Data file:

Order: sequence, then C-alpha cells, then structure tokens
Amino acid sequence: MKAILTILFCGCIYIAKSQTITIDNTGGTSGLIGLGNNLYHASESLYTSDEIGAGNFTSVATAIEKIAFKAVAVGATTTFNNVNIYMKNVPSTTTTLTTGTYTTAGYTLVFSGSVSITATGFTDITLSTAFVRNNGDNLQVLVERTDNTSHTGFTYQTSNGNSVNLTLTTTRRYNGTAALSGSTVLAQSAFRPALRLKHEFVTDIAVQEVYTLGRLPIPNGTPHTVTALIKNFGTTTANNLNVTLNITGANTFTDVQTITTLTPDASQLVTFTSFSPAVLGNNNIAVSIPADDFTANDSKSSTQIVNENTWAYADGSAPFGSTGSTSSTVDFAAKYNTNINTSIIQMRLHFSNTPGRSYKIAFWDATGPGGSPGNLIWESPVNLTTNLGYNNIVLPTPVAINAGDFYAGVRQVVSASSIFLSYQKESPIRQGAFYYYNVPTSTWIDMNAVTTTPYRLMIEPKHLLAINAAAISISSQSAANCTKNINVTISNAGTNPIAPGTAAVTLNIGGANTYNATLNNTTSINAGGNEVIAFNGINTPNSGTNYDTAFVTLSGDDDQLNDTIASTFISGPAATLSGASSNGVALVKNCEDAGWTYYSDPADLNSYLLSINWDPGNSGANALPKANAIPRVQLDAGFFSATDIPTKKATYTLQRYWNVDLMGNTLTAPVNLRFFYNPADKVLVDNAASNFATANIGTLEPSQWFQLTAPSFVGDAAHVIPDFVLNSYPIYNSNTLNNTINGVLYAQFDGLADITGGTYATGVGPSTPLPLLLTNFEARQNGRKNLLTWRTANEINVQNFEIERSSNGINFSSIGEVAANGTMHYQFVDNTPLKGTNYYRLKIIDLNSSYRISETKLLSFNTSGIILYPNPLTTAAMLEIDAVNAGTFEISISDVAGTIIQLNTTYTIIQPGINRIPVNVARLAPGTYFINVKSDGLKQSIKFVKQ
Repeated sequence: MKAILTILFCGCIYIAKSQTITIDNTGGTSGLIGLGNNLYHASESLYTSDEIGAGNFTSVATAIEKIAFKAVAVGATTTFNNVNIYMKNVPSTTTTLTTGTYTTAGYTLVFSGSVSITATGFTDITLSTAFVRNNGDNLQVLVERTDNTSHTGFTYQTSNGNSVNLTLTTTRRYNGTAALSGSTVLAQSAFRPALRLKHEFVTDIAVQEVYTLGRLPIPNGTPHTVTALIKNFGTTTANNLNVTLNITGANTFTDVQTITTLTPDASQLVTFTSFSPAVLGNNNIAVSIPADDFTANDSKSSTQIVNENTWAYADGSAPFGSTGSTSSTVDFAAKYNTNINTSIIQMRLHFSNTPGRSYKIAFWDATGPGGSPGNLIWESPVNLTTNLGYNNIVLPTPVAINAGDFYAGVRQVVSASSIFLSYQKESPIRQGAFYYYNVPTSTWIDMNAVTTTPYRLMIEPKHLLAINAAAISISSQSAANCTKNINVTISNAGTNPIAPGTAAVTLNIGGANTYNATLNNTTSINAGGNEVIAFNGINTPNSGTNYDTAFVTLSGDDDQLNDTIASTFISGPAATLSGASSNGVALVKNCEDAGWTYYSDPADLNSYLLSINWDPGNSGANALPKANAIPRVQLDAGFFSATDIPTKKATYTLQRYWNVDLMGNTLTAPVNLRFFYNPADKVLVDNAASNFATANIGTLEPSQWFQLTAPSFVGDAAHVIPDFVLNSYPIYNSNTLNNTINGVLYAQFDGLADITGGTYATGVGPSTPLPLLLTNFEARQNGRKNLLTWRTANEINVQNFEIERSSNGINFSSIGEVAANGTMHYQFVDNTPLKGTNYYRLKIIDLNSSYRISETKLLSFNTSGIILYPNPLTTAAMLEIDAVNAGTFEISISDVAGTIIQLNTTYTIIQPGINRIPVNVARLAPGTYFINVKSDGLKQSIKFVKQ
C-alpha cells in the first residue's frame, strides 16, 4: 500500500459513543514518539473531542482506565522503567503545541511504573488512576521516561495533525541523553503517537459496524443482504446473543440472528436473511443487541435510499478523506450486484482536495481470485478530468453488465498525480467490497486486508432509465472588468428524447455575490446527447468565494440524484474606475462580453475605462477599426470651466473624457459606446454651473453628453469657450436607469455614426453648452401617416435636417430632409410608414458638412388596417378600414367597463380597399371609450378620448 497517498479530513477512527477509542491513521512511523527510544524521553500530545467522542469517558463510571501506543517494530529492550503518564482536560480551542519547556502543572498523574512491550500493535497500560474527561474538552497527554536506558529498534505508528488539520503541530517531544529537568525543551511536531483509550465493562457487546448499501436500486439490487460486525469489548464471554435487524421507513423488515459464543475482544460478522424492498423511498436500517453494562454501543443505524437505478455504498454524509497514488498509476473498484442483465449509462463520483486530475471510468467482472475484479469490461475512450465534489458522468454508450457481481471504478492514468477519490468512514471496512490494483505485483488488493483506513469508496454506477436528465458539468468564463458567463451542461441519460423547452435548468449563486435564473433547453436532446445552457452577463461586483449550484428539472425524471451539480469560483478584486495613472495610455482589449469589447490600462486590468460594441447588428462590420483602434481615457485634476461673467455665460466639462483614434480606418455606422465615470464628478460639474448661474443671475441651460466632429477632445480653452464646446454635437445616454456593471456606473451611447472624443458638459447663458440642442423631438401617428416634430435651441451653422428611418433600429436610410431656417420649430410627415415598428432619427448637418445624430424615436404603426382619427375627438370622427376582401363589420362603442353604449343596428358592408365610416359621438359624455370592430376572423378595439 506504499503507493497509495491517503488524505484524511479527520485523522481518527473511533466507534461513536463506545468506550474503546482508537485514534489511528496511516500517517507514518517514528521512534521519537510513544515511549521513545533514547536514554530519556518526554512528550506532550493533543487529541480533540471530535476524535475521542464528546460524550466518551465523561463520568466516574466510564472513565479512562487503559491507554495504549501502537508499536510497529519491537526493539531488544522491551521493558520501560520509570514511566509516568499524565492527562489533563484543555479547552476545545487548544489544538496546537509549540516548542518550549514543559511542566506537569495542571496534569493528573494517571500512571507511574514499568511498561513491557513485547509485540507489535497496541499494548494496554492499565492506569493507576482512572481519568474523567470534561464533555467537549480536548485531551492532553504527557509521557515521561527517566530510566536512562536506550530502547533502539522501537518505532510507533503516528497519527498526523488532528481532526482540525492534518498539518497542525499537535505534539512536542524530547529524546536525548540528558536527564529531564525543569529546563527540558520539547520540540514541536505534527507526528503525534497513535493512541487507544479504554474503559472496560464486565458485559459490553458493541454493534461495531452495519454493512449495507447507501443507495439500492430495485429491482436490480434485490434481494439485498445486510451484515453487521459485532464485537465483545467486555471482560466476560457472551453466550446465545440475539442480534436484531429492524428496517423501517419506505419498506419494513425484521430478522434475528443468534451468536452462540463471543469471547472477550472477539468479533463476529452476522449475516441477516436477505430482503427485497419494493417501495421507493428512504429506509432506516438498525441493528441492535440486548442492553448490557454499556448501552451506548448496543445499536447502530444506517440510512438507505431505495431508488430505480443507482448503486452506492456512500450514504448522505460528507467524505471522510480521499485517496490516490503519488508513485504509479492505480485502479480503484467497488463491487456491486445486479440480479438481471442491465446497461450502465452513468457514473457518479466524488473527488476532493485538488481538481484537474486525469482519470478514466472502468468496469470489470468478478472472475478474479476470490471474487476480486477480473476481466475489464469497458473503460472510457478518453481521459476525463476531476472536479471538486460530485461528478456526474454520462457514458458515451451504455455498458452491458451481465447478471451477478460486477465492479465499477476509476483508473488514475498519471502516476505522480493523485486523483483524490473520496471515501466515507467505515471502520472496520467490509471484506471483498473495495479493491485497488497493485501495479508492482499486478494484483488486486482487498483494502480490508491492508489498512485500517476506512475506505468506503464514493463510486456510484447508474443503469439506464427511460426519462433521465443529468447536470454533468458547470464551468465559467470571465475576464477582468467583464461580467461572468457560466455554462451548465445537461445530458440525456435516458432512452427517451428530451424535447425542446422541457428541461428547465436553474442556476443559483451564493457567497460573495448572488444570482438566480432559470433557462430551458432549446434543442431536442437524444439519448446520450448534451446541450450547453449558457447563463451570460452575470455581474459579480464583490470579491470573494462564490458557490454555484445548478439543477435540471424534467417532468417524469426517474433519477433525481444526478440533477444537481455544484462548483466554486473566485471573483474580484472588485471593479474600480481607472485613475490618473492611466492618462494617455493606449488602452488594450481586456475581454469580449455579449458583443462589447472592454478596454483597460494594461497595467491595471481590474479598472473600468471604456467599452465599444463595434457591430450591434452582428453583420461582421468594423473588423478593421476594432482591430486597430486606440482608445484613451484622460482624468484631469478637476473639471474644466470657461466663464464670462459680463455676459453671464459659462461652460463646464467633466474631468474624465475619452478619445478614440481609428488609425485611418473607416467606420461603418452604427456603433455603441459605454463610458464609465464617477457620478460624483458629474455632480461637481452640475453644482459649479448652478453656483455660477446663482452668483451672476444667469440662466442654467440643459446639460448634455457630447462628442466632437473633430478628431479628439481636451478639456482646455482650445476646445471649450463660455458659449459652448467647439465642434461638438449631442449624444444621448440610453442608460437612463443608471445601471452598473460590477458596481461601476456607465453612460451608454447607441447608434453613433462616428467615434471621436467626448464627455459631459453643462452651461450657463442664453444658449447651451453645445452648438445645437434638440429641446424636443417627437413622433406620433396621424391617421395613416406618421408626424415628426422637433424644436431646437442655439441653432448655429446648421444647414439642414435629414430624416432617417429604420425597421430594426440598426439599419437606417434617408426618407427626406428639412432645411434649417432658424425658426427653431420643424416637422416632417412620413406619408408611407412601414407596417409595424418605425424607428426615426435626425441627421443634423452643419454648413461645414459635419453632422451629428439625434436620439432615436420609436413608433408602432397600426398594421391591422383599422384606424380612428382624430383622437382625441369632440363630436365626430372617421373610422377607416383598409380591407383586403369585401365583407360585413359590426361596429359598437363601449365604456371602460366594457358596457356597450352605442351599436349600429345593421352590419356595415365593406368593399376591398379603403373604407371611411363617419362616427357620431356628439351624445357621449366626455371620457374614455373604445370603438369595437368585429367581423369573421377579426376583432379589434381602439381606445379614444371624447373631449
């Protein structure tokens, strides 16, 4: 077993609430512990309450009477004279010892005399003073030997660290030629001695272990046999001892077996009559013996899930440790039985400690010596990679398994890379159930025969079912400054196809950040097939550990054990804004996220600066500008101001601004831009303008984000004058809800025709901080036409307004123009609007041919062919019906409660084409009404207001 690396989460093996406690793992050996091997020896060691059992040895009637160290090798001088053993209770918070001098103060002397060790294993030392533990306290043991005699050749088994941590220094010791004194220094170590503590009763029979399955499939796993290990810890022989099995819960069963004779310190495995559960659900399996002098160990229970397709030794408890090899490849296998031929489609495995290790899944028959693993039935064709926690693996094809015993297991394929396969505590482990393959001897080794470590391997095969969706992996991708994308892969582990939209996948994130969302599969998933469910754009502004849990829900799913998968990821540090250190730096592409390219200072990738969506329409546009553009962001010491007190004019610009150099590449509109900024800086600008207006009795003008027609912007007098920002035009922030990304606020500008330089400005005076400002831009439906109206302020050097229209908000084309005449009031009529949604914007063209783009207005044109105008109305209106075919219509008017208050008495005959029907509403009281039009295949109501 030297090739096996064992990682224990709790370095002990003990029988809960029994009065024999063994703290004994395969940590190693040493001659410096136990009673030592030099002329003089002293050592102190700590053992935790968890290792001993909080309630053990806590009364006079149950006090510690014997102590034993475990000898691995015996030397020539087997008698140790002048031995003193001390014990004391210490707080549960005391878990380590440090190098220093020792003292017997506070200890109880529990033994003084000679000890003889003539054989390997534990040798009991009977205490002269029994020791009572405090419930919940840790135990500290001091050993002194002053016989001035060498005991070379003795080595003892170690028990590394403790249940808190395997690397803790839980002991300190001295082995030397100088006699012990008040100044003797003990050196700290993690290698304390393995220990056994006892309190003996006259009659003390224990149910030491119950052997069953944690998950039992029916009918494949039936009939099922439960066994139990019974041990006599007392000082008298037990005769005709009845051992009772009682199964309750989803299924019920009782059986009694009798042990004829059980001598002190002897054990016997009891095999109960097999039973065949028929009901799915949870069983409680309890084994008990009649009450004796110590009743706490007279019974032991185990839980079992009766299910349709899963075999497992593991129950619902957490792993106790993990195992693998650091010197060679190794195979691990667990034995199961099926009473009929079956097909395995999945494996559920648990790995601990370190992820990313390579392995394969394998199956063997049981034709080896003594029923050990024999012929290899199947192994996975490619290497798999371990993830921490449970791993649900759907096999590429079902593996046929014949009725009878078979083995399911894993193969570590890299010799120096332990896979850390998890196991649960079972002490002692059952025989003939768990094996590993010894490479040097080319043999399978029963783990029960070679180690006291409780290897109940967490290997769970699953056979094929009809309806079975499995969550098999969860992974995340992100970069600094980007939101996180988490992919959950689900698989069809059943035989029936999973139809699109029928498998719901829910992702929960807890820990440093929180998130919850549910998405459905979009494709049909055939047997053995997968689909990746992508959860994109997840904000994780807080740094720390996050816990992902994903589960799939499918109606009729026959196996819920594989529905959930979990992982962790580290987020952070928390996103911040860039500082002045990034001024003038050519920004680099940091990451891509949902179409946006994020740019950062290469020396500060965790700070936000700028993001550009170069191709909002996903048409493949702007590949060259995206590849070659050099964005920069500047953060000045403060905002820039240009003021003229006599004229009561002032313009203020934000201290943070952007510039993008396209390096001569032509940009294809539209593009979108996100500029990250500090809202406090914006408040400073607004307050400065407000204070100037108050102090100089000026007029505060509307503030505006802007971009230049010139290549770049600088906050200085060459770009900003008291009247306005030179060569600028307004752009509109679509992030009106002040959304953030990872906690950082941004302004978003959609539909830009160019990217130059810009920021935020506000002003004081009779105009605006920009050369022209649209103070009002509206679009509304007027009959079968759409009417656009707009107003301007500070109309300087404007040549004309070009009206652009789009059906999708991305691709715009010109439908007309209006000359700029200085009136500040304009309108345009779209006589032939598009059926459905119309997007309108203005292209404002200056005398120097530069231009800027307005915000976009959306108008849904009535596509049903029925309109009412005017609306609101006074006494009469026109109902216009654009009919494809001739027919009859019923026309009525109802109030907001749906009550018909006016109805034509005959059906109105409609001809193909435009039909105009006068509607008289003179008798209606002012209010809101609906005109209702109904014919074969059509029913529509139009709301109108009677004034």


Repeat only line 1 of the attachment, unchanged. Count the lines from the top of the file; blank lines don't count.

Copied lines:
Order: sequence, then C-alpha cells, then structure tokens